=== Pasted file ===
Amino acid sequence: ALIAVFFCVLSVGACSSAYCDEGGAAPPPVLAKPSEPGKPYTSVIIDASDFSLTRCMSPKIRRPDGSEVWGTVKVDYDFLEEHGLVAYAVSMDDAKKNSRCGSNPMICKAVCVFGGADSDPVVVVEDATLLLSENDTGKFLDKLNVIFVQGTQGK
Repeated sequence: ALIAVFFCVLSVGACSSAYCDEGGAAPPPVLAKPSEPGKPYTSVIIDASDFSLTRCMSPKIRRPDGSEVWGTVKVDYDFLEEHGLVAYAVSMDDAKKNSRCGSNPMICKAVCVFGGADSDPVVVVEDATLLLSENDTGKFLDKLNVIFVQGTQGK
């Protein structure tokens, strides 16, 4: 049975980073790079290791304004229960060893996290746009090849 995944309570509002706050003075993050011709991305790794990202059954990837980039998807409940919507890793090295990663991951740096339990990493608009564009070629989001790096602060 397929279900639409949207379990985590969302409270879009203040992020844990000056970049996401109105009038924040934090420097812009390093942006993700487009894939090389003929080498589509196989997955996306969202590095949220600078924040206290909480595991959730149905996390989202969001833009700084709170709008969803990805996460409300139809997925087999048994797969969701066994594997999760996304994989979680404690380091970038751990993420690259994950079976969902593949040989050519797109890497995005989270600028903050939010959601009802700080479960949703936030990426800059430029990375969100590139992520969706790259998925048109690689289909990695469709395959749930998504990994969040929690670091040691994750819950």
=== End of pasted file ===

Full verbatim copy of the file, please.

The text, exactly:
Amino acid sequence: ALIAVFFCVLSVGACSSAYCDEGGAAPPPVLAKPSEPGKPYTSVIIDASDFSLTRCMSPKIRRPDGSEVWGTVKVDYDFLEEHGLVAYAVSMDDAKKNSRCGSNPMICKAVCVFGGADSDPVVVVEDATLLLSENDTGKFLDKLNVIFVQGTQGK
Repeated sequence: ALIAVFFCVLSVGACSSAYCDEGGAAPPPVLAKPSEPGKPYTSVIIDASDFSLTRCMSPKIRRPDGSEVWGTVKVDYDFLEEHGLVAYAVSMDDAKKNSRCGSNPMICKAVCVFGGADSDPVVVVEDATLLLSENDTGKFLDKLNVIFVQGTQGK
């Protein structure tokens, strides 16, 4: 049975980073790079290791304004229960060893996290746009090849 995944309570509002706050003075993050011709991305790794990202059954990837980039998807409940919507890793090295990663991951740096339990990493608009564009070629989001790096602060 397929279900639409949207379990985590969302409270879009203040992020844990000056970049996401109105009038924040934090420097812009390093942006993700487009894939090389003929080498589509196989997955996306969202590095949220600078924040206290909480595991959730149905996390989202969001833009700084709170709008969803990805996460409300139809997925087999048994797969969701066994594997999760996304994989979680404690380091970038751990993420690259994950079976969902593949040989050519797109890497995005989270600028903050939010959601009802700080479960949703936030990426800059430029990375969100590139992520969706790259998925048109690689289909990695469709395959749930998504990994969040929690670091040691994750819950």